Cool Your Home Without Air Conditioning

With energy costs soaring out of control, we all need to find ways to keep the house cool this summer without spending so much that summer vacation goes out the window!

The first thing to always remember is that just turning up the thermostat or even all the way off is the number one way to save money on home cooling costs! You can adapt; people survived for thousands of years at least before central A/C. Make it a game to see just how much you can go without air conditioning this summer and you may just be amazed how well you can do.

The whole concept in keeping a home naturally cool is basically a threefold challenge:

  1. Keep heat from building up inside the home.
  2. Let warm air out of the house during cooler evening hours and bring cool air in.
  3. Find ways to reduce the generation of internal heat.

Whether your home has central air conditioning or not, you can keep your home cool without it; read on to learn the best ways to stay cool during the hot summer months.

Air Flow Keeps Inside Temperatures Lower

Air circulation is a critical element in keeping your home cool during hot weather. Use ceiling fans or portable room fans to keep the air flowing. In the evening when outside temperatures go down, open windows and try to get a good cross breeze flowing through the house all night. Close the house up in the morning once temperatures start to climb, but continue to use fans to keep air circulating through the living space.

Run the A/C system in the fan only mode to improve air circulation; be sure to read your manufacturer’s instructions first as this may or may not be recommended with some systems. If you have a basement, you could have an HVAC contractor install a cold air return which intakes cooler air from the basement and circulates it through the ductwork to better cool the entire house without running the air conditioner.

Fans and Ceiling Fans

You really can’t beat a fan for cooling efficiency; a $100 ceiling fan costs less than $10 a month to operate 12 hours a day and can cool a room by 5 to 7 degrees! If you are building a new home, seriously consider having ceiling fans installed in your favorite rooms; kitchens, living and family rooms and bedrooms are great places to put up ceiling fans.

Always turn ceiling fan blades so they direct air downward for summer. Combine permanent ceiling fans with a few portable or box fans; on the really hot days you can use the combination flexibly to create good cross-ventilation in your home.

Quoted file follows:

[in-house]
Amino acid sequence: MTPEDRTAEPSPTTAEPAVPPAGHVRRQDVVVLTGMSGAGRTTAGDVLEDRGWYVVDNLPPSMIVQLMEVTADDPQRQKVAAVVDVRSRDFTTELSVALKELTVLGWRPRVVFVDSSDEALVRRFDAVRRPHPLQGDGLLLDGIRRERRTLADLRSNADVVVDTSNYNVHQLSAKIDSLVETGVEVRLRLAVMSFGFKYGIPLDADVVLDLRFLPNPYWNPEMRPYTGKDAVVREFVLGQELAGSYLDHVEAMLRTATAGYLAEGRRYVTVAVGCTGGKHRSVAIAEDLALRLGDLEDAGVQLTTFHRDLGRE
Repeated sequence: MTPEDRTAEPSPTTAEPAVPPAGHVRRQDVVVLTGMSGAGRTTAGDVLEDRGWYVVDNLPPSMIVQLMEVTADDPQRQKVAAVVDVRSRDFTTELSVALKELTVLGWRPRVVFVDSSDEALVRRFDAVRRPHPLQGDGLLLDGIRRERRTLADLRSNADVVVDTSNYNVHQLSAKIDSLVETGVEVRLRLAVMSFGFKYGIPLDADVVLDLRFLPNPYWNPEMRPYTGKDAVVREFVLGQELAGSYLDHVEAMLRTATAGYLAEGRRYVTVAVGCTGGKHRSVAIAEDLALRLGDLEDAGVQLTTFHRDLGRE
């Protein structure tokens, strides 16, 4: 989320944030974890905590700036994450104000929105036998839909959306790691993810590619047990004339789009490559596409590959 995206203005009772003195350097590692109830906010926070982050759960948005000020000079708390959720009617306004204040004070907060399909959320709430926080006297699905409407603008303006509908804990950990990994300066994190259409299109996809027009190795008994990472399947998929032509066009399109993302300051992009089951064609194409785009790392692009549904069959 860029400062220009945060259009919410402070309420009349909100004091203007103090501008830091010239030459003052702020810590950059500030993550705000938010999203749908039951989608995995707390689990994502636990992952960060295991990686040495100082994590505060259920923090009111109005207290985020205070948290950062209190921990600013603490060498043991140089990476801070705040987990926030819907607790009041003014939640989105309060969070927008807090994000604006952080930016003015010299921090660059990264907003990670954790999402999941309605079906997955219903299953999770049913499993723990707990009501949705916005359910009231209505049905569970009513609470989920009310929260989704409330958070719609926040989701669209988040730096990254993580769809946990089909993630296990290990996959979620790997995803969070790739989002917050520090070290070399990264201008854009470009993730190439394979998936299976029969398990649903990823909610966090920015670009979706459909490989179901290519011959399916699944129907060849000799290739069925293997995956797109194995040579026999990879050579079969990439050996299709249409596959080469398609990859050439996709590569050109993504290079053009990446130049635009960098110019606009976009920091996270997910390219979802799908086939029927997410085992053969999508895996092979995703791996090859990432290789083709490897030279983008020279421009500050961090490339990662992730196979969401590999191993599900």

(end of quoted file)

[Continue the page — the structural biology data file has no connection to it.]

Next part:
Humidity makes any environment seem even hotter, so try to reduce humidity inside the house by minimizing use of showering or bathing, washing clothes, cooking, etc. Run ventilation fans in bathrooms, kitchen, laundry room, etc. to help reduce moisture in the living space; turn them off when done cooking, cleaning, etc. to avoid extra power use.

Consider installing a whole house fan to ventilate the entire living space and attic space without having to use the central air conditioning! If you suffer from asthma or allergies, a humidifier or central humidity control system make be worth investigating.

Shade Your Home

Fortunately, you have many options when it comes to ways to better shade your home from the intense heat of the sun. Best options to shade a home include:

Trees and Plants

Planting deciduous shade trees strategically on the south and west sides of you home can save as much as $300 to cool your home this year, reducing the temperature inside your home by 3 to 5 degrees F. Plant trees or plants near your outside air conditioning unit (compressor and condenser) to keep it shaded, but not so close that leaves and other debris fall on the unit.

Try not to landscape the west or south side of a home using lots of hard, reflective materials such as rock, concrete or asphalt; these will only radiate heat onto the house long after the sun goes down!

Reflective Window Film

Windows with a westerly or southerly exposure can benefit greatly by the addition of an inexpensive heat-reflecting film or tinting. If you live in a colder climate, permanent window films can reduce heating efficiency, so consider the type that roll up and down or can otherwise be removed during the winter months.

Window Awnings